Days after that, Marley go to Germany for treatment of his cancer.
Interviewer: The first thing that we’re a little vague on and you’d be the best person to fill us in is like the early days in Kingston when you were playing back in “64”, “65” I don’t even know if you remember back that far.
Interviewer: But what was the music like in Jamaica in the early 60s?
Bob: The music was self-made music, rock steady music you nuh? Music that wi make in the backyard just like today you nah mean? Acoustic guitar we were meking and wi write songs inna di backyard.
Interviewer: So it was acoustic style?
Bob: Well it was electrical style but it was just all songs written by acoustic you nuh? Self-taught kinda ting.
Interviewer: But that point in time you wouldn’t call yourself a reggae artist but more like a soul singer maybe?
Bob: No at dat time wi was only practicing, trying you nuh?
Interviewer: It was developing all the while.
Interviewer: So the first songs like “Wings of a Dove” and “I’m still waiting” were more soul inflected?
Bob: Well those songs was like strictly Riddim and blues influence because riddim and blues was strongly influence down in Jamaica in those times like uhm, weh dis big fat bredda name? Sitting in the park waiting for you…. “Sitting in the park waiting for youuuuu…”
Interviewer: I don’t remember that one.
Bob: “I’m sitting on a bench with my back against the fence, wonder if I ever gonna show up…”
Interviewer: That stuff was coming across over the radio wasn’t it?
Bob: Yeah dat was big songs down dere… “something tells me am a fool, make you treat me so cruel never the less I say gotta be waiting here sitting in the park waiting for youuuu.” Those type a music was di influence dat time wid Curtis Mayfield and [00:02:42] even Nat’King Cole [00:02:45] I mean you nuh wi was influence by all music down deh weh playing.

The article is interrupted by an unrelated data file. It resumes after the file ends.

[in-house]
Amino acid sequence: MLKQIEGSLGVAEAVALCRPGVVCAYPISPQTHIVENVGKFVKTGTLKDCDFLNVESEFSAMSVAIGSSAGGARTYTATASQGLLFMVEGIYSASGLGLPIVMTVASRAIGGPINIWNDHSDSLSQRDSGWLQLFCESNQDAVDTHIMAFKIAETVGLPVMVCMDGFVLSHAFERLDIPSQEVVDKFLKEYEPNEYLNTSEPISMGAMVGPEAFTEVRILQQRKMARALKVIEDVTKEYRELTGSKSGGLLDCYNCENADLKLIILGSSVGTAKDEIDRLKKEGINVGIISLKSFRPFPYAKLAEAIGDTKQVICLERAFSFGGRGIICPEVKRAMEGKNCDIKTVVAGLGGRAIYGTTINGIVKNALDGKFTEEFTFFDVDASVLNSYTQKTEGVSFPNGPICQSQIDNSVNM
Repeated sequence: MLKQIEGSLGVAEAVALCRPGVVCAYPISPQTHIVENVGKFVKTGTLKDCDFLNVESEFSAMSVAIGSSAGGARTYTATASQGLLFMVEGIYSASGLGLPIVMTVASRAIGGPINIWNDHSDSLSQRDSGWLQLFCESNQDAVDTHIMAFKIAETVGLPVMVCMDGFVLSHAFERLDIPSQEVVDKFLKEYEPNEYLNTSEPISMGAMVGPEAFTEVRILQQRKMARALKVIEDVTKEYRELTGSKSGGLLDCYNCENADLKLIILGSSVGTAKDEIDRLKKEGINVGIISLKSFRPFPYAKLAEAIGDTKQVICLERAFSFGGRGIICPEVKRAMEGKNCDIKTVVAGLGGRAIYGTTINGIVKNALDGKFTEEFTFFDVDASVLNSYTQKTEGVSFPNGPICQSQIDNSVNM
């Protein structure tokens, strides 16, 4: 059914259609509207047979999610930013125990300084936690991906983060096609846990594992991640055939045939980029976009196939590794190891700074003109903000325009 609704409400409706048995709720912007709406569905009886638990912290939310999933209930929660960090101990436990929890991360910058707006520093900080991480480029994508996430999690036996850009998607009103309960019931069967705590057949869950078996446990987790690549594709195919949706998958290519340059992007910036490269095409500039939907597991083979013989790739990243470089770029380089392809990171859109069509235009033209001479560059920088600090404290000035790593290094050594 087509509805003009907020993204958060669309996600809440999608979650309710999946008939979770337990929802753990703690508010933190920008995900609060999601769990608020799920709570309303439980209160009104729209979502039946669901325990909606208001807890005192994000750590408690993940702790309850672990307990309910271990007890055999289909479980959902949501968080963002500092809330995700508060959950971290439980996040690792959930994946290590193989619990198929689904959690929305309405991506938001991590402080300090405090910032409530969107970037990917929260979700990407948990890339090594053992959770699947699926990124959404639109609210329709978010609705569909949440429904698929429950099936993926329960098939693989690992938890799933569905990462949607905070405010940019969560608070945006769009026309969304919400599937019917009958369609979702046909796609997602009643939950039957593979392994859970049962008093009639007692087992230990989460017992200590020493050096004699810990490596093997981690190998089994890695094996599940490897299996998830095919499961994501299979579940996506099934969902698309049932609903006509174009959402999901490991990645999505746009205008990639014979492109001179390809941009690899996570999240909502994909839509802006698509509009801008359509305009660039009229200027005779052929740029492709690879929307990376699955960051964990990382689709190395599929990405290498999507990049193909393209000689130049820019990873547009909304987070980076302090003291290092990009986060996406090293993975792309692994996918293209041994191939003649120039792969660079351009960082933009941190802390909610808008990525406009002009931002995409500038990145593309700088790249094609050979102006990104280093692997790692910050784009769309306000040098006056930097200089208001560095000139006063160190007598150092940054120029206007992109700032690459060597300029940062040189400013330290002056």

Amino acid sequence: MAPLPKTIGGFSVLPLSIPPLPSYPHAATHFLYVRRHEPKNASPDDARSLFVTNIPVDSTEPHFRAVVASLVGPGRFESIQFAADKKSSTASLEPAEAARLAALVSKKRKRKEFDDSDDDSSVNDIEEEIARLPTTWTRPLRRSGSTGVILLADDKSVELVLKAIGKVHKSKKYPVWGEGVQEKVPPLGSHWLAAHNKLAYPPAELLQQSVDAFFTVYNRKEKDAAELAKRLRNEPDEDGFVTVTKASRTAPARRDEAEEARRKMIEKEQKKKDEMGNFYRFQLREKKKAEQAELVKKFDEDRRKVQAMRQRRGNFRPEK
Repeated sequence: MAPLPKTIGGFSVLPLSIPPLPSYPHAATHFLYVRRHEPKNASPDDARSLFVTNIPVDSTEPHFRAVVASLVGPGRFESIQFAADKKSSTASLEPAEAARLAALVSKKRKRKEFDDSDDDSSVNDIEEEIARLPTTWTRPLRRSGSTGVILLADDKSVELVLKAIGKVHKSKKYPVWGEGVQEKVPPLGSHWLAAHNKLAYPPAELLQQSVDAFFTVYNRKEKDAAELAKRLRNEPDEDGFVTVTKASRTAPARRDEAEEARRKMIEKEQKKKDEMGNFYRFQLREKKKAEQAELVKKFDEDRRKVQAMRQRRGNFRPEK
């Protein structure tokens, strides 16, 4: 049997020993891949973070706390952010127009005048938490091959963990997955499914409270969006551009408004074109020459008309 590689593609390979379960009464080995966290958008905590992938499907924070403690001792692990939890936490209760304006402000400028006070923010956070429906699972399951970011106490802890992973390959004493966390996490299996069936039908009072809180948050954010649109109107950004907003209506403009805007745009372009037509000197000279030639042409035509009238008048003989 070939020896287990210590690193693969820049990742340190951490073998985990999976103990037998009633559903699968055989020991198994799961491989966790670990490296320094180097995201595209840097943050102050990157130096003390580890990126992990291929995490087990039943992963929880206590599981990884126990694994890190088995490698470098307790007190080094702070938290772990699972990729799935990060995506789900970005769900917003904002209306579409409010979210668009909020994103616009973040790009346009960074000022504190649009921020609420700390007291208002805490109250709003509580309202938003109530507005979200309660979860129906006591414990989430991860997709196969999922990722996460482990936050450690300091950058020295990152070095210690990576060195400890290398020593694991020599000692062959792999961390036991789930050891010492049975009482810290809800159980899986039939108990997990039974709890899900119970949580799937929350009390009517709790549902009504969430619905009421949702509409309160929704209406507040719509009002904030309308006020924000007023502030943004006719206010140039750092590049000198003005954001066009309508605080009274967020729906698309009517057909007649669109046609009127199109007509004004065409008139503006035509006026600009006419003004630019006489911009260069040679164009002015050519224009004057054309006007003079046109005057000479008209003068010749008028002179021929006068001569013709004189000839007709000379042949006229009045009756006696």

Interviewer: Now that progressed into like the Blue beat and Rock steady, true?
Bob: Yeah dat progressed into Rock steady.
Interviewer: Tell me a little bit about that.
Bob:Well, Rock Steady as you know Ska music enuh was like a lot a energy. So ska,ska,ska, ska pass you nuh? And den when Rock Steady come in now, tings get kinda more coola, weh you get a song like “Nice time” …. “Long time wi nuh have nuh nice time do you tink about that”
Interviewer: One of the best, that was one the best with backside with Hypocrites
Interviewer: That strong stuff.
Bob: That was Rock Steady days.
Interviewer: Now how did they describe Blue beat, what’s that meaning?
Bob:Blue Beat is Ska beat dat is a English name given to Ska. Blue beat you nuh?
Interviewer: So all that was going on, what I heard in the summer of “69” they said that the change took place, that things was getting hot, rude boys was in the streets.
Bob: Well during that time wi was livin in Trench Town there was a lot kinda rude well not rude but militant people who don’t joke a lot.
Interviewer: Was those people musicians?
Bob:No dem wasn’t, like street man.
Bob: Yeah called dem Gorilla, Trench Town Gorrilas.
Interviewer: How did that affect the development of the music?
Bob: Well, dat help di music you si because these di people who dance to those music during dat time.
Interviewer: So the people started to catch on to it.
Bob: No people call dem rude boys enuh? Because dem was like rude.